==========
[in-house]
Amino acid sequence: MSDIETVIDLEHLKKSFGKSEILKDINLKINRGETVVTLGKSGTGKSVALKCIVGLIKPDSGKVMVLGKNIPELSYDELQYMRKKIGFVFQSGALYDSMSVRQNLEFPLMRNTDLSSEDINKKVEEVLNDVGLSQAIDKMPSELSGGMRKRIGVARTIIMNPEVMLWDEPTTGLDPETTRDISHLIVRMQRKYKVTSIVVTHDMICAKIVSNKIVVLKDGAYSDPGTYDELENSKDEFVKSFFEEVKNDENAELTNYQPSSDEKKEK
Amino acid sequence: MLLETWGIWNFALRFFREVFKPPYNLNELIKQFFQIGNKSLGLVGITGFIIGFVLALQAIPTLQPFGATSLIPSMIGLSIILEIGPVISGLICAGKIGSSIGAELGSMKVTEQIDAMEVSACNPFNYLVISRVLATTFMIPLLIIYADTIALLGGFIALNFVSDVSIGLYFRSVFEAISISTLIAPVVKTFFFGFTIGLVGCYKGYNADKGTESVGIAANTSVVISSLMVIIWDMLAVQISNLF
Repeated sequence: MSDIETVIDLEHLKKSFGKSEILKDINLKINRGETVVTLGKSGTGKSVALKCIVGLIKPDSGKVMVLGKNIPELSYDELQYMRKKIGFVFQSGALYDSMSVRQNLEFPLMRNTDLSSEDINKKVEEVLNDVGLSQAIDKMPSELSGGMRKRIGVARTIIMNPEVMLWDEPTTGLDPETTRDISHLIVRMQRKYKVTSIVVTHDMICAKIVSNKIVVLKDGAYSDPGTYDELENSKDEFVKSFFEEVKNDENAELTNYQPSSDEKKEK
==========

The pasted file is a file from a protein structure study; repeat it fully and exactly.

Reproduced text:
[in-house]
Amino acid sequence: MSDIETVIDLEHLKKSFGKSEILKDINLKINRGETVVTLGKSGTGKSVALKCIVGLIKPDSGKVMVLGKNIPELSYDELQYMRKKIGFVFQSGALYDSMSVRQNLEFPLMRNTDLSSEDINKKVEEVLNDVGLSQAIDKMPSELSGGMRKRIGVARTIIMNPEVMLWDEPTTGLDPETTRDISHLIVRMQRKYKVTSIVVTHDMICAKIVSNKIVVLKDGAYSDPGTYDELENSKDEFVKSFFEEVKNDENAELTNYQPSSDEKKEK
Amino acid sequence: MLLETWGIWNFALRFFREVFKPPYNLNELIKQFFQIGNKSLGLVGITGFIIGFVLALQAIPTLQPFGATSLIPSMIGLSIILEIGPVISGLICAGKIGSSIGAELGSMKVTEQIDAMEVSACNPFNYLVISRVLATTFMIPLLIIYADTIALLGGFIALNFVSDVSIGLYFRSVFEAISISTLIAPVVKTFFFGFTIGLVGCYKGYNADKGTESVGIAANTSVVISSLMVIIWDMLAVQISNLF
Repeated sequence: MSDIETVIDLEHLKKSFGKSEILKDINLKINRGETVVTLGKSGTGKSVALKCIVGLIKPDSGKVMVLGKNIPELSYDELQYMRKKIGFVFQSGALYDSMSVRQNLEFPLMRNTDLSSEDINKKVEEVLNDVGLSQAIDKMPSELSGGMRKRIGVARTIIMNPEVMLWDEPTTGLDPETTRDISHLIVRMQRKYKVTSIVVTHDMICAKIVSNKIVVLKDGAYSDPGTYDELENSKDEFVKSFFEEVKNDENAELTNYQPSSDEKKEK